A temporary ban on a Florida law requiring the drug testing of welfare recipients has been upheld by a federal appeals court. But, while the group that filed the lawsuit is declaring victory, it also says it’s disappointed in Governor Rick Scott who plans to fight the ruling.
About two years ago, Scott signed a bill into law that would require those who receive welfare cash assistance to undergo a drug test. The American Civil Liberties Union sued and won a temporary ban against the law last October. And, now the 11th U.S. Circuit Court of Appeals in Atlanta has upheld that decision. Scott says he’s going to fight the latest ruling, and the ACLU’s Howard Simon calls that disturbing:
“All four federal judges that have reviewed this have told the Governor that his program is unconstitutional. Why he wants to continue to defend the indefensible and spend tax dollars to go the U.S. Supreme Court is really beyond me,” Simon remarked.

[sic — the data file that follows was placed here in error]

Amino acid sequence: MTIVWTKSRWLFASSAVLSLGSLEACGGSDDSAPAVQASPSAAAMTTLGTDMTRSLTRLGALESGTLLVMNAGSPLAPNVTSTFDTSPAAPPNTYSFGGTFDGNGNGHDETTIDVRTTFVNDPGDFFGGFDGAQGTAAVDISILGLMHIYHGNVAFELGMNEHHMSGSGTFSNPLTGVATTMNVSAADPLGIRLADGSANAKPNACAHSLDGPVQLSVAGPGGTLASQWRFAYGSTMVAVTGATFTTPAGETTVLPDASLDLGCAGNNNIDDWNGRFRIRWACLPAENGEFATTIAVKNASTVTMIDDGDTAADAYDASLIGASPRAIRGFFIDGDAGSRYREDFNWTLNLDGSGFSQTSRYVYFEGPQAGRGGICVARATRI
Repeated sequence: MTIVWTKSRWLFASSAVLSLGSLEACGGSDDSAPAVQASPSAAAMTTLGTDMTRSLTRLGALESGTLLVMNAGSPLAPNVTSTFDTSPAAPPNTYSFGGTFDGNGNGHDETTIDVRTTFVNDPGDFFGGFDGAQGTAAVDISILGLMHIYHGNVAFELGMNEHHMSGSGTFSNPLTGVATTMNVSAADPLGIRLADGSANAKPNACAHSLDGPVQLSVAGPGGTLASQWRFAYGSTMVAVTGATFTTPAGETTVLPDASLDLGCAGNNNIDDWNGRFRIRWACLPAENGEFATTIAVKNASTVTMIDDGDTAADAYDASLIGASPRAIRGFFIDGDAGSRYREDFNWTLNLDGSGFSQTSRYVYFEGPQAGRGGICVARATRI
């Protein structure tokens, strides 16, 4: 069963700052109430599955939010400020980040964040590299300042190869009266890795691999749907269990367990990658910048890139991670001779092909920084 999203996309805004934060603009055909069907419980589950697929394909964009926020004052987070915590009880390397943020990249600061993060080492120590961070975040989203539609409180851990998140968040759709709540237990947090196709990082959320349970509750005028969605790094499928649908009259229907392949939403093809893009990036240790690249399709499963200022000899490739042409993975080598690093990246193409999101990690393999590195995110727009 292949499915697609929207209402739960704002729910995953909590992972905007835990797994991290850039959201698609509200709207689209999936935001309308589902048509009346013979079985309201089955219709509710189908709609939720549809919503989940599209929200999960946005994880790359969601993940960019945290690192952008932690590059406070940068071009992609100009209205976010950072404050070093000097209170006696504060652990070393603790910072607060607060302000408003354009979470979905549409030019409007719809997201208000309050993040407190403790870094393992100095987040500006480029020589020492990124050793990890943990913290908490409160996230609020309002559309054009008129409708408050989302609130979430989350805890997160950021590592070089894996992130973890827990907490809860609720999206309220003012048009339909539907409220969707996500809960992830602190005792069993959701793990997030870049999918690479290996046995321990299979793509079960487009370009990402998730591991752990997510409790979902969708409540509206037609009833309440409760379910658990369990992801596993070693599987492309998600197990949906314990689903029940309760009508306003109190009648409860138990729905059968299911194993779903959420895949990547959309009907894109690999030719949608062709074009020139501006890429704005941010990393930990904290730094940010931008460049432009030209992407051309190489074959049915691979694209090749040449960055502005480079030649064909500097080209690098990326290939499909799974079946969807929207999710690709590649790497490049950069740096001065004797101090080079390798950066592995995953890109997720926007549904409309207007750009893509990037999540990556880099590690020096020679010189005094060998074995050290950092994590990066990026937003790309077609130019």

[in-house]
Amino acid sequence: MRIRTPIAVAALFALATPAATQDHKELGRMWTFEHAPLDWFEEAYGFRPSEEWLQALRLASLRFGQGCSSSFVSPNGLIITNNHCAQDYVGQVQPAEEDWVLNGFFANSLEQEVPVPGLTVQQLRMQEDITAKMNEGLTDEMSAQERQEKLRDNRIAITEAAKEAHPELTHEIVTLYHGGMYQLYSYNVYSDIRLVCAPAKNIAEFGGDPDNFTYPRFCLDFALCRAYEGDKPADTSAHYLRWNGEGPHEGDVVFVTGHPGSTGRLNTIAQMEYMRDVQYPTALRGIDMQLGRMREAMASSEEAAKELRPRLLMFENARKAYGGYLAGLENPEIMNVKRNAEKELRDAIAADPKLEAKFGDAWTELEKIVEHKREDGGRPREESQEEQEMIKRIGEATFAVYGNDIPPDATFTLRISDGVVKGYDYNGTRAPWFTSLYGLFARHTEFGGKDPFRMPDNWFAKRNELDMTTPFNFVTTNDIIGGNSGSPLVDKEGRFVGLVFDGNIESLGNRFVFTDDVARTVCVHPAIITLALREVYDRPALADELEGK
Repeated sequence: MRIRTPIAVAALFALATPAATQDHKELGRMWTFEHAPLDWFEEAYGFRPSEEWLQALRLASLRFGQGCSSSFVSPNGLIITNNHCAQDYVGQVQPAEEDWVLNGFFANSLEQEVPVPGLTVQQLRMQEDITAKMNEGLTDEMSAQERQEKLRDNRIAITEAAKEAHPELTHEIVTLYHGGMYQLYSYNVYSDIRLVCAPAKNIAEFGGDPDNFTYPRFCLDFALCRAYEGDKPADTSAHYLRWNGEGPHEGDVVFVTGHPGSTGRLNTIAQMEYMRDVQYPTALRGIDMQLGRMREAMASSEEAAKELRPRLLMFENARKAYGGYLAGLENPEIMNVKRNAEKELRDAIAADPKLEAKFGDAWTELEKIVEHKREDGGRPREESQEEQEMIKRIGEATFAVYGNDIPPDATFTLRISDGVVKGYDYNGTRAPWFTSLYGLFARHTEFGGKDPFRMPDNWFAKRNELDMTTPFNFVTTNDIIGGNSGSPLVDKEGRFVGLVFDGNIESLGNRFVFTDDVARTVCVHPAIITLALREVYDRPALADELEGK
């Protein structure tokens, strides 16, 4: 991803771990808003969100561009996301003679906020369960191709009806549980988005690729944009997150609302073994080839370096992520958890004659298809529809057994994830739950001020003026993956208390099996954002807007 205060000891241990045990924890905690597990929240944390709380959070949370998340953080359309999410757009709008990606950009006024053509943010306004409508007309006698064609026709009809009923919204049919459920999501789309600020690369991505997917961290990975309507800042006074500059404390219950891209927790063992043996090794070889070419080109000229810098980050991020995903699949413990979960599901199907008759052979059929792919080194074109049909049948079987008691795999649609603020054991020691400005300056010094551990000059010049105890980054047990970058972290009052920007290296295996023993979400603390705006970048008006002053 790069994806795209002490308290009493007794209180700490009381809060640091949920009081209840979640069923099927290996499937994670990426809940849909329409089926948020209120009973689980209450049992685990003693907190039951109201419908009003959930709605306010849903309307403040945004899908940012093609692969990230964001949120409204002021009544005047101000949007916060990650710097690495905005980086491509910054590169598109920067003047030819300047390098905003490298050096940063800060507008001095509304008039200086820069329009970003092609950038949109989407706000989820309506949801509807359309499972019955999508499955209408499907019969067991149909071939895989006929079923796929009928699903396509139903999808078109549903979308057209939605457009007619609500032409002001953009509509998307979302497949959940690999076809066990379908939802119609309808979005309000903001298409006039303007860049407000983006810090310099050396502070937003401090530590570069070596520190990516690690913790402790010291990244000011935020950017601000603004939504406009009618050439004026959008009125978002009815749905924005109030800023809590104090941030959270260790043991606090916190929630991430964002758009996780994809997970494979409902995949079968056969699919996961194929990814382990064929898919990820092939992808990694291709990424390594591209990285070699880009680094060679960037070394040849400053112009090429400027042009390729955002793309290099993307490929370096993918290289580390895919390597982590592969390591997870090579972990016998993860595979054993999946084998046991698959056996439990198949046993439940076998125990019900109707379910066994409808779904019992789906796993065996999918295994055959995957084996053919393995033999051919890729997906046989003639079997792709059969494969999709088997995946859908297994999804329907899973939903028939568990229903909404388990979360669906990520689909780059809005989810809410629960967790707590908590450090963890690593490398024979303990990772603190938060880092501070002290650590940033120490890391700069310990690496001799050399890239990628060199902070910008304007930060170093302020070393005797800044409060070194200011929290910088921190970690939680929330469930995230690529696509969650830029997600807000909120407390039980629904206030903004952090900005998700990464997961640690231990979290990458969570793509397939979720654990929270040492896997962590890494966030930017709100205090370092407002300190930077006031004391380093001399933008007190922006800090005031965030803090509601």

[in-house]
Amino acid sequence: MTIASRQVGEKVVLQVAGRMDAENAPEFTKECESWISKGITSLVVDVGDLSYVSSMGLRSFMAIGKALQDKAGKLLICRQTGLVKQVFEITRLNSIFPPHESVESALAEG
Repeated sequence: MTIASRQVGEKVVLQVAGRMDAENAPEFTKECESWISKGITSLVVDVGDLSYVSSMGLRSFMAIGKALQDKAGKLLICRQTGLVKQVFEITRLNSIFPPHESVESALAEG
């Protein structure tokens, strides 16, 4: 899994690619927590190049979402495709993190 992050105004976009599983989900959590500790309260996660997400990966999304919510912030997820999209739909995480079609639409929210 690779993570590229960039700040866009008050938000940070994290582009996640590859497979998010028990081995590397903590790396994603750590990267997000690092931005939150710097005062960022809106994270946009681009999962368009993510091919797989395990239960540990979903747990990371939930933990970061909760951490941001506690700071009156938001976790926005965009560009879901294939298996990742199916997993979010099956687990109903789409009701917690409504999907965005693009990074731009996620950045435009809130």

The state says the testing is needed to deter drug use among welfare recipients. But, in its opinion Tuesday, the federal appeals court said Florida had not demonstrated a “substantial special need” for the law.
Below is a statement by Governor Rick Scott about wanting to appeal to the U.S. Supreme Court:
“The court’s ruling today is disturbing. Welfare is 100 percent about helping children. Welfare is taxpayer money to help people looking for jobs who have children. Drug use by anyone with children looking for a job is totally destructive. This is fundamentally about protecting the wellbeing of Florida families. We will protect children and families in our state, and this decision will be appealed to the Supreme Court.”
-GOVERNOR RICK SCOTT
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